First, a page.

The feature ends with the WrestleMania XXX weekend, with both his excellent matches from that show highlighted. It’s a fitting end to a wonderful piece.
Although it glosses over some parts of his career, and there is the occasional lapse into kayfabe that jars given the “real life” focus of it, this is simply fantastic stuff. I don’t care if you are particularly a fan of Bryan or not. If you can’t appreciate the years of hard work and, yes, overcoming of the odds that lead up to Bryan’s “Mania Moment” you must have a very cold heart indeed. The talking heads are generally relevant and add to the proceedings and I should also add that after her heart-felt comments throughout, I’ve a new fondness for Mrs Danielson, Brie.
The extras add a WHOLE lot to the overall package. As well as the matches, there are brand new segments with Bryan that either set the scene for the things we are about to watch or add insight into his thoughts and feelings around that time. What it also refreshing is that the WWE have included the “set-up” promo videos for a lot of the PPV matches so you get a context of the ongoing storylines and feuds.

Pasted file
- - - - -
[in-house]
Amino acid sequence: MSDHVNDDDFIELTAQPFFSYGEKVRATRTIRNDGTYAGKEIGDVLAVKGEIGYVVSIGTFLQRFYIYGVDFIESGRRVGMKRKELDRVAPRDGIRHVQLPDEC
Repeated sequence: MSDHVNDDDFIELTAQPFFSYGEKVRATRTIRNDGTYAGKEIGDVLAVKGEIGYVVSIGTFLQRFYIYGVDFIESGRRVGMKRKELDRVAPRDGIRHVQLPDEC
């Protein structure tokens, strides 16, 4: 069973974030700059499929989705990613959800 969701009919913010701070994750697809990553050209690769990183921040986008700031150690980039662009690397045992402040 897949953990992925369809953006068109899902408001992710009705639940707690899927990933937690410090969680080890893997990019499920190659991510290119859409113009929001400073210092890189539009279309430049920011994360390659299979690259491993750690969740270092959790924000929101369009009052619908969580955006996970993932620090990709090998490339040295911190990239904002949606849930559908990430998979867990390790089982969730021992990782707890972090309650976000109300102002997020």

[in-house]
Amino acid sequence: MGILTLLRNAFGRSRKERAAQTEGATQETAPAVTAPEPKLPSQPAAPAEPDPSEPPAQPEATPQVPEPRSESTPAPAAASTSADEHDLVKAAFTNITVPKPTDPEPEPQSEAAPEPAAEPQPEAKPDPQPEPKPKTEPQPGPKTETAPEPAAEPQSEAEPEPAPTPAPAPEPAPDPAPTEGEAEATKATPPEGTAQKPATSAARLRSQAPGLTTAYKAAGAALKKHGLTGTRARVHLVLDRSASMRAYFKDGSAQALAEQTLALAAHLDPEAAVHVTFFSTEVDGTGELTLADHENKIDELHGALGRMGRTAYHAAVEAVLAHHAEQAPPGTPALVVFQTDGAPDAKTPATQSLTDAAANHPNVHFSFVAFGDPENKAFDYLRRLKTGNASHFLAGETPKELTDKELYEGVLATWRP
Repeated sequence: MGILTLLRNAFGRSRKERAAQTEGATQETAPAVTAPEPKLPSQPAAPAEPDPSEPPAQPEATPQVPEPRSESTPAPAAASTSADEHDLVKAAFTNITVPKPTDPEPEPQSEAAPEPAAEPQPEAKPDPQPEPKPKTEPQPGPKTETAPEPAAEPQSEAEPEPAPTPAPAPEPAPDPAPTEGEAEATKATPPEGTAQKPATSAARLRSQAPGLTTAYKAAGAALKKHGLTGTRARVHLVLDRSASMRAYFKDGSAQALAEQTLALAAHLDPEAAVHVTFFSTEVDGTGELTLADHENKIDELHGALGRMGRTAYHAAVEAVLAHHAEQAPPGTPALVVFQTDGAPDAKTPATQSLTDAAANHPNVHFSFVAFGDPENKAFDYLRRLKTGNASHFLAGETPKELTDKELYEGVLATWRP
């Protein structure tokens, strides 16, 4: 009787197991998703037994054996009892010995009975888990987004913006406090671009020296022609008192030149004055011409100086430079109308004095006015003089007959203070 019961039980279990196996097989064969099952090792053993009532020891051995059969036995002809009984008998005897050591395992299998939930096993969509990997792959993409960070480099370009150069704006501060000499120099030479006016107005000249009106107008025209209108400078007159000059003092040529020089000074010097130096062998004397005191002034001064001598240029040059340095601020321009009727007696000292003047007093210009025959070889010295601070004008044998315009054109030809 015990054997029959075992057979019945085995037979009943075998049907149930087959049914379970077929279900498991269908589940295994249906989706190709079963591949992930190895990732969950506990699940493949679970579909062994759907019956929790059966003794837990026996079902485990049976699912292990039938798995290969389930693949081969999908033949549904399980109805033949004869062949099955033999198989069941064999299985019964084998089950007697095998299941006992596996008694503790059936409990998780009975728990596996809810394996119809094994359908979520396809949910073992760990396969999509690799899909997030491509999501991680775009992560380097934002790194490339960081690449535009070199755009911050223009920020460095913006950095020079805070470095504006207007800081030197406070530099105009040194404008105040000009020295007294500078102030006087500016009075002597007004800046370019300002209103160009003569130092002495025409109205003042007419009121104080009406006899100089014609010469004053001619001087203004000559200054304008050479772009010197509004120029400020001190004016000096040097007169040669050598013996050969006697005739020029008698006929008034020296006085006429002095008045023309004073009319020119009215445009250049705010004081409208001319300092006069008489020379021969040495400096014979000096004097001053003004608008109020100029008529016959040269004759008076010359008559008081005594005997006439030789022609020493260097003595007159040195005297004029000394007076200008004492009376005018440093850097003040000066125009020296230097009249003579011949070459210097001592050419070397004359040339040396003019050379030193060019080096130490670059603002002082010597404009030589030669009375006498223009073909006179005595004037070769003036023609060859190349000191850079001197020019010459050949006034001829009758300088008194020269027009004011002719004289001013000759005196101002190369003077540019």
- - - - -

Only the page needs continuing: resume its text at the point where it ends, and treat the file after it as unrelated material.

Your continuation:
There’s a 2000 tryout match (without commentary) where a young Bryan teams with Shooter Shultz to take on Lance Cade and Brian Kendrick. It’s interesting to note that although fans don’t know any of them at the start, they pop huge for the finish, appreciating the work that’s gone into it. There’s a Velocity match with Jamie Knoble that is very competitive before Bryan’s first “official” WWE match against Chris Jericho from NXT.
From there, Bryan wins the US title from the Miz, cashes in on The Big Show to become the World Heavyweight Champion before getting some form of redemption in his Extreme Rules 2012 match against Sheamus. Bryan vs Punk from Money In The Bank 2012 is a cracker and there’s some fun from the Team Hell No run too.